Dark-eyed junco, adult female, 8 a.m.
One Christmas was so much like another, in those years around the sea-town corner now and out of all sound except the distant speaking of the voices I sometimes hear a moment before sleep, that I can never remember whether the power was out for for six days and six nights when I was twelve or whether it was out for twelve days and twelve nights when I was six. (With apologies to Dylan Thomas, in poet heaven.)
Actually, our power isn’t out. But I’m mentally preparing to lose it later (again) when the snow turns to sleet and freezing rain before the storm tapers off around 3 p.m. I’m staying caught up on dishes, laundry, showers.
“No school today,” I reported to the sleeping teen early this a.m. Her muffled response was “Yay.”
“Aren’t you bored with staying home?” The high school has been closed since last Friday. “No,” she said into her soft, warm, feathery pillow.
Snow storm consolation: the dark-eyed juncos are back and they look nice against the snow. When there is more light I will try for another picture. The males are especially handsome in their little black capes and hoods, the cheerful monks of the sparrow world.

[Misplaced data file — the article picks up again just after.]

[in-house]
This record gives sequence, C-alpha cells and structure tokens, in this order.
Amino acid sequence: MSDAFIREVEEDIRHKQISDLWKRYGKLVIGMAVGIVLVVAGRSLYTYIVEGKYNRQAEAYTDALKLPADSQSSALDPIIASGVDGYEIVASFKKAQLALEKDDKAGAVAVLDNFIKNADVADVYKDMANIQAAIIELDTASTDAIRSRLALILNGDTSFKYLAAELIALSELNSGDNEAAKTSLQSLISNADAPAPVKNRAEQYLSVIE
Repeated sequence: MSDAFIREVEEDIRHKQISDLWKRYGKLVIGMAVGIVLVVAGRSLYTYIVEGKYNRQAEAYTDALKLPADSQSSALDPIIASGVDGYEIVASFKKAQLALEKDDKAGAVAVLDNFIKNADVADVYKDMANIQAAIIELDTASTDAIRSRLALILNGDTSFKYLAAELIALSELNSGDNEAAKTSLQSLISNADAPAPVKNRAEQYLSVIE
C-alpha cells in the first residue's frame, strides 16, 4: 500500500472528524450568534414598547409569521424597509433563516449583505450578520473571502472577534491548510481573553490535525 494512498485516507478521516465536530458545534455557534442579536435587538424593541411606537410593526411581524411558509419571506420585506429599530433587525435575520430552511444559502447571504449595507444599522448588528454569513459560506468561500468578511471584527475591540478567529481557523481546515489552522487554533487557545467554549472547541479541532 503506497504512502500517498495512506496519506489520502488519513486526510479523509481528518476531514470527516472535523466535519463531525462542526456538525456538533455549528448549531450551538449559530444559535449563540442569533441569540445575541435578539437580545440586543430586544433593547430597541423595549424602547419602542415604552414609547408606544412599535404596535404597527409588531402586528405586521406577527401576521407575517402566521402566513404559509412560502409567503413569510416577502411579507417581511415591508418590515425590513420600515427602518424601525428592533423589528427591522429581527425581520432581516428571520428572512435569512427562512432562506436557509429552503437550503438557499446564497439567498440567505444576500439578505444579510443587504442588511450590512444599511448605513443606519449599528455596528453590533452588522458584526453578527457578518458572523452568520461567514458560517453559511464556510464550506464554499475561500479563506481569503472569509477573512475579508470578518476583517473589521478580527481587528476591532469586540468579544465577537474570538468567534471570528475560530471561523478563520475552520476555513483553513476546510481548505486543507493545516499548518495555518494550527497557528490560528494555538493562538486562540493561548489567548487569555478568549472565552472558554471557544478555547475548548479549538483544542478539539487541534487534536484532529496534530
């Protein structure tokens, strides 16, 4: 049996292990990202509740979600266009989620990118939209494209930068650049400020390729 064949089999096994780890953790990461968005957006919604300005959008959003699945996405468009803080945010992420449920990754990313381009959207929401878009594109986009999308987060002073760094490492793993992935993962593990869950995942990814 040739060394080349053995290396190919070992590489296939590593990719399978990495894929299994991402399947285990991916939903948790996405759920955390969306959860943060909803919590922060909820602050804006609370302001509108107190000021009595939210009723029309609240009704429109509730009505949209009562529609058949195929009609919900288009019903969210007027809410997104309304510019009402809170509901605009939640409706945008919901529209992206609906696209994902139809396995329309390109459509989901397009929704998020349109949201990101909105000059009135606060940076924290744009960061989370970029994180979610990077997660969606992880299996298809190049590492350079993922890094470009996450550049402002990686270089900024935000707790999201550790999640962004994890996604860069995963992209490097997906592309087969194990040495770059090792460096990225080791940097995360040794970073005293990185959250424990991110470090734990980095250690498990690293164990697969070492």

I dusted the snow from the feeders and tossed more seed on the ground. Doves, chickadees, cardinals and titmice joined in the feast.
Is this the last Christmas of the old era, or the first Christmas of the new? Will people spend in a way that responds to what’s around them (Nothing seems changed!) or to what they know is coming (Did you see this week’s jobless numbers? Highest in 26 years!)? Will they go for some last big-ticket items, sliding the platinum card along the counter with a “We who are about to die salute you” flair, or will spending reflect a new prudence, and the new anxiety? Assume the latter. There’s a new mood taking hold.